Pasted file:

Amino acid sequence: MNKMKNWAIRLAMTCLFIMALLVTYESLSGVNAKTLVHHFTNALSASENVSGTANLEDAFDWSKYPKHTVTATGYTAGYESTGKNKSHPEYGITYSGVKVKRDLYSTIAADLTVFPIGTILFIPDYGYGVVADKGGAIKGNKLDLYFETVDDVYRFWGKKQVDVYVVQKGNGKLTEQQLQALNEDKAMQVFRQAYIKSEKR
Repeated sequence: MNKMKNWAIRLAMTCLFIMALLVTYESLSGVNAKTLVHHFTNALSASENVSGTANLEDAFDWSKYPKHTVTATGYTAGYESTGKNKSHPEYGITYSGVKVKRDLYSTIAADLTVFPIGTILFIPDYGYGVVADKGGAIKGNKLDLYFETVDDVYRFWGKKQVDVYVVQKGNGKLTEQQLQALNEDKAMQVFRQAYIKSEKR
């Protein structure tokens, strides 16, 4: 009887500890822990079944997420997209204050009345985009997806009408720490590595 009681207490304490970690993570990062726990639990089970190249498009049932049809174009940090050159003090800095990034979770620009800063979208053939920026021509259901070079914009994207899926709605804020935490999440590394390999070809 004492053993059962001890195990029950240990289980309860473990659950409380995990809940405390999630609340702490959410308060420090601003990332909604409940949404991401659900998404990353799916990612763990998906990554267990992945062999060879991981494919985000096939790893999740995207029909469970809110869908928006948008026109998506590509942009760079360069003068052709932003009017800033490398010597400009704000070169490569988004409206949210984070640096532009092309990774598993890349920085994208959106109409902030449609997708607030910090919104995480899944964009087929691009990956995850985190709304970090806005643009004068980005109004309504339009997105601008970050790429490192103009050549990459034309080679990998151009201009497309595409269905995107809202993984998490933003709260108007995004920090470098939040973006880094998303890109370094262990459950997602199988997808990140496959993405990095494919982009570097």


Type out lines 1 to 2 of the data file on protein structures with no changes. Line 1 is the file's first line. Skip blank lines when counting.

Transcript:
Amino acid sequence: MNKMKNWAIRLAMTCLFIMALLVTYESLSGVNAKTLVHHFTNALSASENVSGTANLEDAFDWSKYPKHTVTATGYTAGYESTGKNKSHPEYGITYSGVKVKRDLYSTIAADLTVFPIGTILFIPDYGYGVVADKGGAIKGNKLDLYFETVDDVYRFWGKKQVDVYVVQKGNGKLTEQQLQALNEDKAMQVFRQAYIKSEKR
Repeated sequence: MNKMKNWAIRLAMTCLFIMALLVTYESLSGVNAKTLVHHFTNALSASENVSGTANLEDAFDWSKYPKHTVTATGYTAGYESTGKNKSHPEYGITYSGVKVKRDLYSTIAADLTVFPIGTILFIPDYGYGVVADKGGAIKGNKLDLYFETVDDVYRFWGKKQVDVYVVQKGNGKLTEQQLQALNEDKAMQVFRQAYIKSEKR